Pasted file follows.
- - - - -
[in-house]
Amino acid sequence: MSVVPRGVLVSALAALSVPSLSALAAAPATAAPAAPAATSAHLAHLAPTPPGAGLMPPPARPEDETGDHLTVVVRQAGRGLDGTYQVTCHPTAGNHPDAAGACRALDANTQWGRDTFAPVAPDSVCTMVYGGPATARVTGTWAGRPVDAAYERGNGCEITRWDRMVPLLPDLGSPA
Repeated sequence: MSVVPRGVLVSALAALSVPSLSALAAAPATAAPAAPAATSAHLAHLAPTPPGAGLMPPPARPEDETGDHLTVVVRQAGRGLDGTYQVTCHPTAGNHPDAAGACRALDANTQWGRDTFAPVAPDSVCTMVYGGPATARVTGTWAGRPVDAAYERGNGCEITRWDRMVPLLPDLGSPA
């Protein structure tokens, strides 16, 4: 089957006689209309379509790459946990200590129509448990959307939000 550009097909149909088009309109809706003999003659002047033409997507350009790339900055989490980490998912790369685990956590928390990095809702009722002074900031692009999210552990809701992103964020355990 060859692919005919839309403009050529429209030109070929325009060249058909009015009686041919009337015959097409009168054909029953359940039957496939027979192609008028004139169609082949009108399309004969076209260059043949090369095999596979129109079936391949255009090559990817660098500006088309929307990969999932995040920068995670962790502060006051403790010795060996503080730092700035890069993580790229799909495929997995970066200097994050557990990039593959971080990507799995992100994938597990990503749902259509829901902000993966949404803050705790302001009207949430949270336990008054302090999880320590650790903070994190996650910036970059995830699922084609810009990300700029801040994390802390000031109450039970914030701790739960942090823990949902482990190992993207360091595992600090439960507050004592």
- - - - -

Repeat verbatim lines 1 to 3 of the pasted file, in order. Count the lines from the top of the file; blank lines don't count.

[in-house]
Amino acid sequence: MSVVPRGVLVSALAALSVPSLSALAAAPATAAPAAPAATSAHLAHLAPTPPGAGLMPPPARPEDETGDHLTVVVRQAGRGLDGTYQVTCHPTAGNHPDAAGACRALDANTQWGRDTFAPVAPDSVCTMVYGGPATARVTGTWAGRPVDAAYERGNGCEITRWDRMVPLLPDLGSPA
Repeated sequence: MSVVPRGVLVSALAALSVPSLSALAAAPATAAPAAPAATSAHLAHLAPTPPGAGLMPPPARPEDETGDHLTVVVRQAGRGLDGTYQVTCHPTAGNHPDAAGACRALDANTQWGRDTFAPVAPDSVCTMVYGGPATARVTGTWAGRPVDAAYERGNGCEITRWDRMVPLLPDLGSPA